Perhaps the best part about these 8 little words is that it means that, even when our lives are askew, even when we don’t understand everything about Jesus, we can still serve and show the love of Jesus with confidence. Jesus doesn’t argue liturgy or piety. Jesus doesn’t scold this other, nameless man who somehow figured out how to do incredible things in the name of Jesus or his disciple John for not understanding everything about Jesus. Instead, he proclaims that works, done in the name of Jesus, even by imperfect people with imperfect means, still have a place in the kingdom of God.

You remember the mosque in Louisville I talked about at the beginning? The one that was left desecrated by graffiti spouting hate and exclusion by scared, fearful people? That was September 16th of this year. On September 18th, over a hundred people gathered at that same mosque to paint over the graffiti. Christians, Jews, Muslims, Atheists gathered together with the intent of saying that my God and my values don’t allow for this. Although all these groups understand Jesus and God differently, the aim that day was the same – to practice love. Whoever is not against us is for us.

And those Black churches in the south that were burned? Remember those? Well, a group of young Muslims raised $48,000 to help those congregations rebuild their churches. Spearheaded by a 23-year old theology student, this group of Muslims surpassed their $10,000 goal in 12 hours. Even though they have a very different idea of who Jesus is, they were certainly showing Christ’s love in that act. Whoever is not against us is for us.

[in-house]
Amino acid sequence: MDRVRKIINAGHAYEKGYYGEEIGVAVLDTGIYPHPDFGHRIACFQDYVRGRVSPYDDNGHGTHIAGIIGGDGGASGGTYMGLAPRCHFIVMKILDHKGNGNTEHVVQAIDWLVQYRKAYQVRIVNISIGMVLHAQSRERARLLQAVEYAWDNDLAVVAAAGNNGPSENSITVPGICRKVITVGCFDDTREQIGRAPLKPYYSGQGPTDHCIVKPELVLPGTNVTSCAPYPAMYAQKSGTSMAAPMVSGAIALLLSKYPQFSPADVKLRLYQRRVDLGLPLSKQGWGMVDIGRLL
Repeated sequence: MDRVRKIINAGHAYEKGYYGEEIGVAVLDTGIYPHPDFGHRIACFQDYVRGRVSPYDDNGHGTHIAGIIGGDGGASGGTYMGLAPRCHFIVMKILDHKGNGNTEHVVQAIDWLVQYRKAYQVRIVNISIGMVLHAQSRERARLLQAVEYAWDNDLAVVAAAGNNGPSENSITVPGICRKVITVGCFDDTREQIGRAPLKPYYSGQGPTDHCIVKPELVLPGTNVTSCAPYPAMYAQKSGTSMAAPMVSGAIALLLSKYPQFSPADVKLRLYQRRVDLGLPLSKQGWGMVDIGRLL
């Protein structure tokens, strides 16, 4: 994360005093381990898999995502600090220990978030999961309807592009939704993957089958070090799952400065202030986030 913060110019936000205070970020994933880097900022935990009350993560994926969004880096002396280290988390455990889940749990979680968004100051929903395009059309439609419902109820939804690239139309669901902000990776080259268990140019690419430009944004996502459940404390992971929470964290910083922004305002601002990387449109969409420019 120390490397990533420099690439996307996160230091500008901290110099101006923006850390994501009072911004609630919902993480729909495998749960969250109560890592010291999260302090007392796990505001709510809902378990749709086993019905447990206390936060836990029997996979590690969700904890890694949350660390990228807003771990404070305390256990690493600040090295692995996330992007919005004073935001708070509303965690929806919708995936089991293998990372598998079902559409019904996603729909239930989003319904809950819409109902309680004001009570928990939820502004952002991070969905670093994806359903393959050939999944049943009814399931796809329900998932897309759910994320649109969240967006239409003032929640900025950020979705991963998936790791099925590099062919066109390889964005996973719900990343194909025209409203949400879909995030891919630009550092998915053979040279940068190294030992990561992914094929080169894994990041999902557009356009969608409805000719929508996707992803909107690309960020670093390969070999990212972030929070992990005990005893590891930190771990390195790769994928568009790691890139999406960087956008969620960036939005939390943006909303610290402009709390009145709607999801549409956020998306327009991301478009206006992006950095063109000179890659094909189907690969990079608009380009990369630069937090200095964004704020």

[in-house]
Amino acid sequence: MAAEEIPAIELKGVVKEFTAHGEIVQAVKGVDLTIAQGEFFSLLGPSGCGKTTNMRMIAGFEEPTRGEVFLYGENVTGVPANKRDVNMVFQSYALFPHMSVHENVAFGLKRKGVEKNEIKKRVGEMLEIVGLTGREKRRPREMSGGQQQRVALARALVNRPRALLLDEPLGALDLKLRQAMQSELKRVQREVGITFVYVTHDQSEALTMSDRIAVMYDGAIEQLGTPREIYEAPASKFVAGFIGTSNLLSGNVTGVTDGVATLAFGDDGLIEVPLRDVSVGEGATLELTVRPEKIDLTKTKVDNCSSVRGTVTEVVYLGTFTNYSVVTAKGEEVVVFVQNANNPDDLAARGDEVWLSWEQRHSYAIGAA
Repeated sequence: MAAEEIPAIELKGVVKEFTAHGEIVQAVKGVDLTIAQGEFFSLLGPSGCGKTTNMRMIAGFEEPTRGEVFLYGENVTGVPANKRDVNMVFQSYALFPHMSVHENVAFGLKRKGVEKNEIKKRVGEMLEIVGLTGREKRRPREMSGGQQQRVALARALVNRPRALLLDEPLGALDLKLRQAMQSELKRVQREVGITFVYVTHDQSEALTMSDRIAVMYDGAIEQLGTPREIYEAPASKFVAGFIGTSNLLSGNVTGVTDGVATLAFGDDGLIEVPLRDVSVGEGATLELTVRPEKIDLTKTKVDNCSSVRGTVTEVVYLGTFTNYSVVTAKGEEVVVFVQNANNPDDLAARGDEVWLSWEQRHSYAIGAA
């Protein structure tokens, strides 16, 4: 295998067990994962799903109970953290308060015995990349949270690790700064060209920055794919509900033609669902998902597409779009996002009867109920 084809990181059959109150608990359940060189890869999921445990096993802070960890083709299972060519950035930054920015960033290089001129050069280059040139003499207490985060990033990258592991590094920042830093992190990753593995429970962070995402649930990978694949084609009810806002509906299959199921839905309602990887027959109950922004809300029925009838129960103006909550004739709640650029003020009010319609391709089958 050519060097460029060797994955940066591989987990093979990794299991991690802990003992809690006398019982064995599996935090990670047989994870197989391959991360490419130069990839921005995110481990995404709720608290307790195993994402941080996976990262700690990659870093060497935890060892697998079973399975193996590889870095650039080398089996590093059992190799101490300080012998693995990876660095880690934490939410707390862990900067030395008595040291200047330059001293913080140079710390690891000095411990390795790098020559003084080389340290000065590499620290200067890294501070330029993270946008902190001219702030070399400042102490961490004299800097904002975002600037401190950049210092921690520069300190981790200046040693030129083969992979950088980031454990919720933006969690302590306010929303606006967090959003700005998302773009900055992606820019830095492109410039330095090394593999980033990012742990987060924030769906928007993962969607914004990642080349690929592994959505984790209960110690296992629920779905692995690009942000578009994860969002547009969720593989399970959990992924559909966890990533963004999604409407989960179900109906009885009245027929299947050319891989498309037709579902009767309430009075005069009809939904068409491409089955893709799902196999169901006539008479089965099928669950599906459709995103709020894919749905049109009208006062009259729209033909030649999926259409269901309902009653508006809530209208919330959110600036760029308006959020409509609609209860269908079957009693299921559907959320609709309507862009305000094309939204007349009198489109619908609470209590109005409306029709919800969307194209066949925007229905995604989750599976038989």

Why do I bring up these examples? We live in a world that loves to exclude and prioritize some people over others. The world will tell us that unless you agree with everything somebody says, then they’re wrong. We live in a world that wants to verify that everybody is doing things the right way, however that is. But the kingdom of God is different. In the kingdom of God, love is not exclusive, but inclusive. In the kingdom of God, peace is greater than war, serving is nobler than being served, dying to ourselves and our desires grants life, and, though we may have all the power in the world, the death of a poor migrant grants us what we could never achieve or buy. Christ has died and Christ has risen and Christ has proclaimed that it is finished. Whoever is not against us is for us.